Church

the

funds

so he v1ith 23 others

left

helped

Society

to incre ase

chief

and his

tte

"Pr omise"

composed an en them, ed in Boston

copy in ex ist en c e

M,S

n.nor.r... ti

( These Borden,

l 75i?z rs tience ~1

a will

-

. The only known

churches

I 0 1Lnd of Rhode rsLnd)

on the

or white , the state

"One of the most remarkab l e men, black

s h<-:2

of 50 , he

of the v:idN.' · of Dr . Alonza

hLnJs

in the

(CAB "e..;roes

to Afr ic a n

victom

most fsmmus of many , rublish

and sun:; in many t/egro

!.' . Vun --:orne .

ye3 r . He

81st

At the age

l .

arriva

their

4,

Bos ton , ,Taruary

lPft

JJubia fe ll

Salmer

lieuten['nt,

dy i n~ so on after

ti on

in Boston ,

arrivin.:;

6 , 1826 i r: his

Liber ia February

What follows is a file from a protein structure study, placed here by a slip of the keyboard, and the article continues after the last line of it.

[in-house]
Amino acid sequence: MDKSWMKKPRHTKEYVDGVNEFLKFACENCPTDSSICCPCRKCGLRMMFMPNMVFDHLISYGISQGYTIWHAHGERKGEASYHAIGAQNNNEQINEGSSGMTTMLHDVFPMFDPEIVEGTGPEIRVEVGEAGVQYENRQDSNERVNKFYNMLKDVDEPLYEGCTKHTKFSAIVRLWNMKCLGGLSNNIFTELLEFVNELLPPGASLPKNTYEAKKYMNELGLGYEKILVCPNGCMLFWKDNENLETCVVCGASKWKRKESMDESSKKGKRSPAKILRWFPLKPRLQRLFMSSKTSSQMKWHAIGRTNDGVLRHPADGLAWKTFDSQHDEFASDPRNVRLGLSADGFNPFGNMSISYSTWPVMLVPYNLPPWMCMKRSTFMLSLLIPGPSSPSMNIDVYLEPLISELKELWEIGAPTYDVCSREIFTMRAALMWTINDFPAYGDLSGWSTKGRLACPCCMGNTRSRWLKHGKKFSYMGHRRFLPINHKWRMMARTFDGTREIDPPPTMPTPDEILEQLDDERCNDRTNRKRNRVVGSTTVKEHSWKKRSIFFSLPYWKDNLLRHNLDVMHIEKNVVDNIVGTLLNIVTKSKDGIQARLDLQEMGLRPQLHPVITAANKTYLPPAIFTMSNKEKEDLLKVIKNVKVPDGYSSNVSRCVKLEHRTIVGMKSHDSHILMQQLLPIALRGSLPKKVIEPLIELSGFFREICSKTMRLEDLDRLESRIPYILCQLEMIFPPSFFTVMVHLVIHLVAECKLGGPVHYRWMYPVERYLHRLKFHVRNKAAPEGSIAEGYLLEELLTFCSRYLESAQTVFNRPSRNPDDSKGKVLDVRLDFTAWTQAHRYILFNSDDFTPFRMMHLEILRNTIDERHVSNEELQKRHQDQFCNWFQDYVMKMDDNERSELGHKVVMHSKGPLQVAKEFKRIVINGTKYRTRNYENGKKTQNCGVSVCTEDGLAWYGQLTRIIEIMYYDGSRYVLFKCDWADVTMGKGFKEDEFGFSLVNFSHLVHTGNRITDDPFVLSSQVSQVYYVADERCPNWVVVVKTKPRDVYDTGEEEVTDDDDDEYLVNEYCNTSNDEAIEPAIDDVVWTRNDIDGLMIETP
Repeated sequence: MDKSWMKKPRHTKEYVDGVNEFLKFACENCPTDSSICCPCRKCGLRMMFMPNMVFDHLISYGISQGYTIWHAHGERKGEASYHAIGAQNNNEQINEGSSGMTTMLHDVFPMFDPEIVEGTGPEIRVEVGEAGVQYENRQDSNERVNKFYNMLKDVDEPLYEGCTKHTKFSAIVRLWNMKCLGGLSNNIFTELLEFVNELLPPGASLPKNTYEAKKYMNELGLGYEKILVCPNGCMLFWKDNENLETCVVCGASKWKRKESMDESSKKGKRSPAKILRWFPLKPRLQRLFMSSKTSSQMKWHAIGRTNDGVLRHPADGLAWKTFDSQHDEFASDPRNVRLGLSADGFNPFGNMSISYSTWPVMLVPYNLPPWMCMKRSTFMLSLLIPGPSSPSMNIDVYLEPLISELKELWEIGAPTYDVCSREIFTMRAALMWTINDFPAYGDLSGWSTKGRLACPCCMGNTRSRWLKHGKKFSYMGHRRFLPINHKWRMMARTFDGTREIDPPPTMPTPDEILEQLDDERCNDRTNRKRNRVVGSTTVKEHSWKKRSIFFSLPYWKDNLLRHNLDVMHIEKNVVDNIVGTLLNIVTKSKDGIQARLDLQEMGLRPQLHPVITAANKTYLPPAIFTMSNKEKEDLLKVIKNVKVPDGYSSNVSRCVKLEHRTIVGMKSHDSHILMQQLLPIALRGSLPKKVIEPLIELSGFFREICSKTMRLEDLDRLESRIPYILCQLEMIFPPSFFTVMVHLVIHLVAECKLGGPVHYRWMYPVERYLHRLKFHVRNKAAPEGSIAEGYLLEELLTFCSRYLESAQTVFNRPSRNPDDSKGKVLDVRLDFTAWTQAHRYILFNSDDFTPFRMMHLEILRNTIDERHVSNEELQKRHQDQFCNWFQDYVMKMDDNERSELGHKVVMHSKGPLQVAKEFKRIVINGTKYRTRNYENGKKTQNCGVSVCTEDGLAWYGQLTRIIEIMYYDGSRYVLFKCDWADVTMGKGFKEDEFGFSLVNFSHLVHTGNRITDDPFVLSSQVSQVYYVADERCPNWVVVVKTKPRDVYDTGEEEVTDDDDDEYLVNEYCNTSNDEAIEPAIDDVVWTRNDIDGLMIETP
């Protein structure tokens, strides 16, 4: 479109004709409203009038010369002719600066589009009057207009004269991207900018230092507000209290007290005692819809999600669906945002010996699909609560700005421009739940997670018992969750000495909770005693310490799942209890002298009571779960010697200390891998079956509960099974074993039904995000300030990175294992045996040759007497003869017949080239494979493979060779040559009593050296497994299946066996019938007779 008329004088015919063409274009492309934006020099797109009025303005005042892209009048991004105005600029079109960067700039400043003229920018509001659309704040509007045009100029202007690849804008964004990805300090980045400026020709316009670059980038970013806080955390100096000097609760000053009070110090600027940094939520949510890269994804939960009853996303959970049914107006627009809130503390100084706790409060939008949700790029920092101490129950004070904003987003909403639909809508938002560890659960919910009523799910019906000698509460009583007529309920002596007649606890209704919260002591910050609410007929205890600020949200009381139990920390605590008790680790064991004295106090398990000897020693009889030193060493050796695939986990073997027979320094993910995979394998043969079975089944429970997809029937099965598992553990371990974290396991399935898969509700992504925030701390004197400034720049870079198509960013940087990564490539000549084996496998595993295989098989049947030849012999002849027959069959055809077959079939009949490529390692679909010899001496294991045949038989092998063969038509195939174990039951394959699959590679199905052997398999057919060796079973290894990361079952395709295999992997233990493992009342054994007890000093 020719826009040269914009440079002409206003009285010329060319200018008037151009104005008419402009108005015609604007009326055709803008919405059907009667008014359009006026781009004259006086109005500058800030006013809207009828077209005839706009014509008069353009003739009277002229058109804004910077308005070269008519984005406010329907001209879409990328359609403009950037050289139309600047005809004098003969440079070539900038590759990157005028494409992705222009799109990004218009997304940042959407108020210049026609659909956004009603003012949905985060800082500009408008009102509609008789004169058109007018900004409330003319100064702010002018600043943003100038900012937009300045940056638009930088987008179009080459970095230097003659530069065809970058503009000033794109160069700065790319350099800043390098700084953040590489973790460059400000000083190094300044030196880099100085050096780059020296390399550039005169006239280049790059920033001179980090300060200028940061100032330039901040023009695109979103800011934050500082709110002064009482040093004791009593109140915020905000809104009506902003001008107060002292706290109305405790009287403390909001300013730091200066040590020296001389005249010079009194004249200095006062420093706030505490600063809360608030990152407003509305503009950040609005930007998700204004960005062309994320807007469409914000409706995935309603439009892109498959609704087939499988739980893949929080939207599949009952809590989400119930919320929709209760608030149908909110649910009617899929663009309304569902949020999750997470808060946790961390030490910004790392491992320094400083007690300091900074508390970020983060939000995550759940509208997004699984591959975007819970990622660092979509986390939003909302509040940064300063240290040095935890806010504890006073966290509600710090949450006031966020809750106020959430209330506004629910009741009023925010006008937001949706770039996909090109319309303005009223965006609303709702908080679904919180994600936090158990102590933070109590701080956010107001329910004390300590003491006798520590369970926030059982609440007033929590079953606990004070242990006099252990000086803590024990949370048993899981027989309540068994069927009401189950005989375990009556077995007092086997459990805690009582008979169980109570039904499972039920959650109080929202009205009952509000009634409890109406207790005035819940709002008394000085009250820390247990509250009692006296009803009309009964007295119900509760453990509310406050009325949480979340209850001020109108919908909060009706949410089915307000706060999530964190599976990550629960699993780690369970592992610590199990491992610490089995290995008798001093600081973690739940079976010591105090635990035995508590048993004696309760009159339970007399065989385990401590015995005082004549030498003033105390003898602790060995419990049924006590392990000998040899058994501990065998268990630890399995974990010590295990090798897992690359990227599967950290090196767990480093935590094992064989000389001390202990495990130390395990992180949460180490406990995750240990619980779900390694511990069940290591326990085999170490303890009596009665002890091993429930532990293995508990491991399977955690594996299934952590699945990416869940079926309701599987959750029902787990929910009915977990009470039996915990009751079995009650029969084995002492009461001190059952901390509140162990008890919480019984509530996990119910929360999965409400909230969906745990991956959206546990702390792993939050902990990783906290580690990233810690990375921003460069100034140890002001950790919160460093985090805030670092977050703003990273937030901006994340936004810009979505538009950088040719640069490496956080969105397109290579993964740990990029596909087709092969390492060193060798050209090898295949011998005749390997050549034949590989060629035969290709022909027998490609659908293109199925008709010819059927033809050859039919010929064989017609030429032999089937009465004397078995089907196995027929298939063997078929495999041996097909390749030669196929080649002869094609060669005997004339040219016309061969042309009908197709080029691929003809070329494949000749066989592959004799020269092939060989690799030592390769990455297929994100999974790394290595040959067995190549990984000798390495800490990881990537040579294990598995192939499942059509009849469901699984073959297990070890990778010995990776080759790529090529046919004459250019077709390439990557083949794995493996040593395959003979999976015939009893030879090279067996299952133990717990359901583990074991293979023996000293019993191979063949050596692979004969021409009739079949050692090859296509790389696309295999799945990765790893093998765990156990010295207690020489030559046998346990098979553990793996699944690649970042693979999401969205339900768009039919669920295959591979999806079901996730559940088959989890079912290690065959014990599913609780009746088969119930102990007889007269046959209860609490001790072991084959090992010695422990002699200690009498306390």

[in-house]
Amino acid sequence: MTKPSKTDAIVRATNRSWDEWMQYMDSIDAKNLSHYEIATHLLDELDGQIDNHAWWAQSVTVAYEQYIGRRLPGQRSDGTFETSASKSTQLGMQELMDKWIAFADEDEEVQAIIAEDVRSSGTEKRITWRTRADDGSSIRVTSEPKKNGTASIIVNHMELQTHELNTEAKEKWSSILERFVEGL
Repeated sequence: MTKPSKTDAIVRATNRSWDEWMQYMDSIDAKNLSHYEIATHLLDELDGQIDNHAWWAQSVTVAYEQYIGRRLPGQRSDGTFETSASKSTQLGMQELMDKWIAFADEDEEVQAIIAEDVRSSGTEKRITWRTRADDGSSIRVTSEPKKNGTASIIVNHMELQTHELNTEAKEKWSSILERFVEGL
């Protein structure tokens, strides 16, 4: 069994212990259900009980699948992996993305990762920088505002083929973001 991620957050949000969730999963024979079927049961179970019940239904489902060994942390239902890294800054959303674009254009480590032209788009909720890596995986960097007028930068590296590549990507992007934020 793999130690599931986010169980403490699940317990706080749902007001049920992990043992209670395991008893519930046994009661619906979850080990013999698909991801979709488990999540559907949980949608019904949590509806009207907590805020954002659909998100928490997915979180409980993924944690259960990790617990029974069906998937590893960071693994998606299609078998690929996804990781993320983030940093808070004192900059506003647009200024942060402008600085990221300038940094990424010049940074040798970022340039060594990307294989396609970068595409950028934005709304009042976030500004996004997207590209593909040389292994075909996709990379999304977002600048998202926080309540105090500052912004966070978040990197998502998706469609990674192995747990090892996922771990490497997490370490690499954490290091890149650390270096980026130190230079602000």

1826 , re ach in·

of the Afri can Coloniza Nev·port,

"Vine"

The brii:;

1825 .

18,

December

which v1on ::)2000 . 00 ,

ticket

a lottery

oth ers bought

nine

He with

fever

and to

to h is homeland , he nev er for g ot h i s nati ve l aunca~e .

r e turn

this

t s v,ere

freedom

his

music

help in .; tiis peop le , rel i .;ion , sacred

of

Uni on Con,re -

G~rdner •s i,.teres

in 1859 .

Churc h in Newport

.;a tional

of the

forerunner

, the

scene

was the

Gardner ' s home on Pope Street

cou r agemen t .

many r·El i ~iou s meetings

Eve Bul 2 - 1- 35 J .E . Clauson)

J-lLntations

woman of colour

a free

1758-1811,

l e ft

.;'q

dated

of' v1hich

)la rch

for

be members

colour

v100 shall

Church

ir: America . "

( RhoJe

the

of ind ieent

relief

of her

the

as a fund,

l '!l, 181 1. ... . ..••.

to be applied

church,

She died

April

I land

'listory,

1,

the F irst

18 11 in her "'inter

interets

persons

of'

l?hptis t 53rd

year .

1869 , p 26

Gk.c _ P.' I


4

1760 - The last

slave

to die

in Rhode Isl and was ,James :Suffum ,

of Jamestown , R . I.,

age

100 years

on ,TGnuary 3 , 1860 .

Eve Bul 2-1 - 35 J . Earl 1763 - The f irs t scLool

for

colored

Rev . Marmaduke

the

rector

corner

Browne,

of Division